Contemporary artworks selected for the Government Art Collection (GAC) will soon be displayed at flagship buildings including 10 Downing Street.
The GAC has used £230,000 of funding to acquire 90 contemporary pieces from 45 UK-based artists and support them through the pandemic.
The pieces include ink animal drawings by Manchester-based artist Leslie Thompson, who is supported by learning difficulties charity Venture Arts, and an intricate wooden construction akin to a miniature theatre set titled The Kiss by Northern Irish artist Graham Gingles.
The collection also includes four colourful patterned images which tell a story about market communities across Sandwell in the West Midlands, made by Coventry University visiting lecturer Nilupa Yasmin.
A coffee-coloured heart pattern on two adjacent ceramic slabs called The Slab – The Wild Heart of Ireland by Jamie Crewe, and a photograph taken by Michal Iwanowski featuring residents from Penygraig in the Rhondda Valley of Wales by Rabab Ghazoul and Valleys Kids youth group are also featured.
The pieces will join the 14,500 other GAC works which are displayed at buildings including Number 10 and Number 11 Downing Street, and British embassies in 130 countries.
Culture minister Caroline Dinenage said she is “grateful” that GAC has been able to support “many brilliant artists” amid the pandemic.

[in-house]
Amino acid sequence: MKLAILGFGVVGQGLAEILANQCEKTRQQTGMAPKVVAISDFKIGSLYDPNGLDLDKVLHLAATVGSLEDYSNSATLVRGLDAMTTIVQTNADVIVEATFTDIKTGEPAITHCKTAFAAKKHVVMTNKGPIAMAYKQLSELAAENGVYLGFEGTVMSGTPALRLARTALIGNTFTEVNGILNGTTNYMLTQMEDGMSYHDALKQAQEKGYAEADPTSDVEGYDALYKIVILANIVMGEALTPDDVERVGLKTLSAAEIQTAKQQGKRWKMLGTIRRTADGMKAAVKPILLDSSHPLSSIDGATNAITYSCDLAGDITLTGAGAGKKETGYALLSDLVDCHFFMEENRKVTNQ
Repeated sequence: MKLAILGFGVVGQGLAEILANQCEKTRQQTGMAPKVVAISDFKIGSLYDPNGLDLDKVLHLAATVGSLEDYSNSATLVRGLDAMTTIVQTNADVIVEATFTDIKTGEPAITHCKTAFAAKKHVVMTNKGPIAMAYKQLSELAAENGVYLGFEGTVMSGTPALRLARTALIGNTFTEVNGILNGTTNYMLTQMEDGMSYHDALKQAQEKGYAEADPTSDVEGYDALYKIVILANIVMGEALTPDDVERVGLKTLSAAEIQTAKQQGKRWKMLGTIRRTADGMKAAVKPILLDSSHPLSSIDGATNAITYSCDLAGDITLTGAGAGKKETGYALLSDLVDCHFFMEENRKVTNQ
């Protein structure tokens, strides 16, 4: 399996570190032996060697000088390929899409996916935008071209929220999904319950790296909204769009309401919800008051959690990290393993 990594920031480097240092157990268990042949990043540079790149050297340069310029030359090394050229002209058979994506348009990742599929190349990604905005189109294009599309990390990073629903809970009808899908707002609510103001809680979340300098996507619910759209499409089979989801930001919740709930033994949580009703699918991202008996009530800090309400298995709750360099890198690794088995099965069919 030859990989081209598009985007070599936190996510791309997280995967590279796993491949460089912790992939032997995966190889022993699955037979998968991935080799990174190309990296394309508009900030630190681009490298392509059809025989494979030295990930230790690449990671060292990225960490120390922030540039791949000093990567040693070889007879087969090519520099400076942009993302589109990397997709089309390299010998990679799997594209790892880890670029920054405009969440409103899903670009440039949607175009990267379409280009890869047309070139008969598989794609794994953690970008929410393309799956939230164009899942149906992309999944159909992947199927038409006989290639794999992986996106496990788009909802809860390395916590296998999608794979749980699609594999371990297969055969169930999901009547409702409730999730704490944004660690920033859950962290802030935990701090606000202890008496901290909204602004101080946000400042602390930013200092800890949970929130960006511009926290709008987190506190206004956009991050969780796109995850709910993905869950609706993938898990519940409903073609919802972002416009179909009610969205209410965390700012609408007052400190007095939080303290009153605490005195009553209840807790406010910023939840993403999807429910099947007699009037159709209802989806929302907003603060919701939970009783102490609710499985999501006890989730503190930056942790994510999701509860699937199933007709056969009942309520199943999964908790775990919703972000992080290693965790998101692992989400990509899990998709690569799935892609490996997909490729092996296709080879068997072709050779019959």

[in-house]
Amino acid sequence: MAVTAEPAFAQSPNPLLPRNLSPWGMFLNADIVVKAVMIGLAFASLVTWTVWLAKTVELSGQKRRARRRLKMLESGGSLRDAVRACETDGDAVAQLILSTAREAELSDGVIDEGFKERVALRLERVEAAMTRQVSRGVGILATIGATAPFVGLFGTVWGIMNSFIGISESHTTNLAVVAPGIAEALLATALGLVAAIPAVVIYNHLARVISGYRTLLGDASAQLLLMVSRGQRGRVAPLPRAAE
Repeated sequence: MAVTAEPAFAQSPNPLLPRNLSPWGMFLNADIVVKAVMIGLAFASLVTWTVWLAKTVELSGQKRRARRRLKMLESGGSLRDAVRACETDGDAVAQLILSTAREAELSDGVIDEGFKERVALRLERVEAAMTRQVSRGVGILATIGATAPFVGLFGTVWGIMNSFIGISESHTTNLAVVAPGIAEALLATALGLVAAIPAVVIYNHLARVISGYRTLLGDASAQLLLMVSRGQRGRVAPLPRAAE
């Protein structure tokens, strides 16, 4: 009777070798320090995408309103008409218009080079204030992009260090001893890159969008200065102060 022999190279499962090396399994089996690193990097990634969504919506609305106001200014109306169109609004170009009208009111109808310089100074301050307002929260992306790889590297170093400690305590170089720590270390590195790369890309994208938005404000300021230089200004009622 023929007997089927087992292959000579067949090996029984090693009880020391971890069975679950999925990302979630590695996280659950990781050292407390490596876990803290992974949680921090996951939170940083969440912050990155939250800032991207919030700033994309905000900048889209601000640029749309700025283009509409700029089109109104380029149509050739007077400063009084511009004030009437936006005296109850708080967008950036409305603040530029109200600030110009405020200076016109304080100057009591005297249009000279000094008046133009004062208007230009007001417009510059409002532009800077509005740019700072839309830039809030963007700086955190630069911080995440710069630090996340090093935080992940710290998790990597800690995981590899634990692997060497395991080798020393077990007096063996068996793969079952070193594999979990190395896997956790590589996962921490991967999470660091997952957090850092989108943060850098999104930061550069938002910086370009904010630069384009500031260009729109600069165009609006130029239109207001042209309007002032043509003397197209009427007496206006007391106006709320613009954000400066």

She said: “The past year has been challenging for the UK’s many brilliant artists.
“I am grateful that the Government Art Collection has been able to support a diverse range of artists from every corner of the country.”
UK Government minister for Scotland Iain Stewart said the Government has also provided Scotland’s devolved powers with £97 million for the country’s arts organisations and £1 million to support the Edinburgh Fringe Festival.
Describing the new GAC artworks, he added: “The pieces provide a creative snapshot of the times we’re living through, reflecting a rich variety of voices from right across the UK.”
Northern Ireland Secretary Brandon Lewis said he is “delighted” that four artists from the country were chosen for the collection.
He added: “This is a tremendous boost for the industry as we continue to move out of the pandemic, allowing artistic talent from across the UK to be showcased to a wider audience.”
Sir David Verey, chair of the GAC’s advisory committee, added: “There is no better way to support artists in this terrible time than to buy their art.
“The advisory committee of the Government Art Collection is very proud to have been part of this effort.”
The collection, which began in 1899, aims to promote British art by displaying it in a broad range of media in almost every capital city.
It is also accessible to the public through loans to exhibitions, collaborative programmes, tours and digital platforms.
GAC has an annual budget and the advisory committee meets to agree on potential acquisitions for the collection three times a year.